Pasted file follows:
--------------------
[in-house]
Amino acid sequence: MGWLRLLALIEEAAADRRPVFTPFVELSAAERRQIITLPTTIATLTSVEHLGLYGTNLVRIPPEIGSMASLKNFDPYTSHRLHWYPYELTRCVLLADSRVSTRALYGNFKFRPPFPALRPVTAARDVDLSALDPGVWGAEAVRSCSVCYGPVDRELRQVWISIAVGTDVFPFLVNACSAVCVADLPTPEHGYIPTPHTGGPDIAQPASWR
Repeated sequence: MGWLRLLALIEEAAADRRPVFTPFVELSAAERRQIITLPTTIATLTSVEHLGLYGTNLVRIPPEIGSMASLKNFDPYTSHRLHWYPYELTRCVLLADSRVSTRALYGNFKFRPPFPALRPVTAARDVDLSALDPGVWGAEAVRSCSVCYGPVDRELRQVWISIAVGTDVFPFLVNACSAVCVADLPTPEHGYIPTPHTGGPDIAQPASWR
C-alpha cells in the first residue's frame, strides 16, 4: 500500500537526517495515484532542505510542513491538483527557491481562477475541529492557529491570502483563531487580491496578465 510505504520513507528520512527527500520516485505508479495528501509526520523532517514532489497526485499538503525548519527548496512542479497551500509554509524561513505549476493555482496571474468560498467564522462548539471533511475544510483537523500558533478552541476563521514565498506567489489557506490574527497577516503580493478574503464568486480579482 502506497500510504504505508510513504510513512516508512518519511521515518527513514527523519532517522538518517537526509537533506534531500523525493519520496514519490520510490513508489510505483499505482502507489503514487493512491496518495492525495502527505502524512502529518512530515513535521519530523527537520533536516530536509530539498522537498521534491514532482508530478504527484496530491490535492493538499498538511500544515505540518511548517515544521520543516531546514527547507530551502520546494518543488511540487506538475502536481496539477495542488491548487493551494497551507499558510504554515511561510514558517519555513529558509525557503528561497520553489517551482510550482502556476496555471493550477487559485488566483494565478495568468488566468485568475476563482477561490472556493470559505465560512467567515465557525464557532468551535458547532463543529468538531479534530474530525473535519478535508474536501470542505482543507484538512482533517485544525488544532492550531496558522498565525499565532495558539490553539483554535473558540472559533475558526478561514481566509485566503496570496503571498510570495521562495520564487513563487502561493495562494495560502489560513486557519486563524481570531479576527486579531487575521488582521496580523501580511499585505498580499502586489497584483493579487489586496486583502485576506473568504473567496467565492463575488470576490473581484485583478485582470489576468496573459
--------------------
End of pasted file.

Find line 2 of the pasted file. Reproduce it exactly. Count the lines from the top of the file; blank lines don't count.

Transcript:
Amino acid sequence: MGWLRLLALIEEAAADRRPVFTPFVELSAAERRQIITLPTTIATLTSVEHLGLYGTNLVRIPPEIGSMASLKNFDPYTSHRLHWYPYELTRCVLLADSRVSTRALYGNFKFRPPFPALRPVTAARDVDLSALDPGVWGAEAVRSCSVCYGPVDRELRQVWISIAVGTDVFPFLVNACSAVCVADLPTPEHGYIPTPHTGGPDIAQPASWR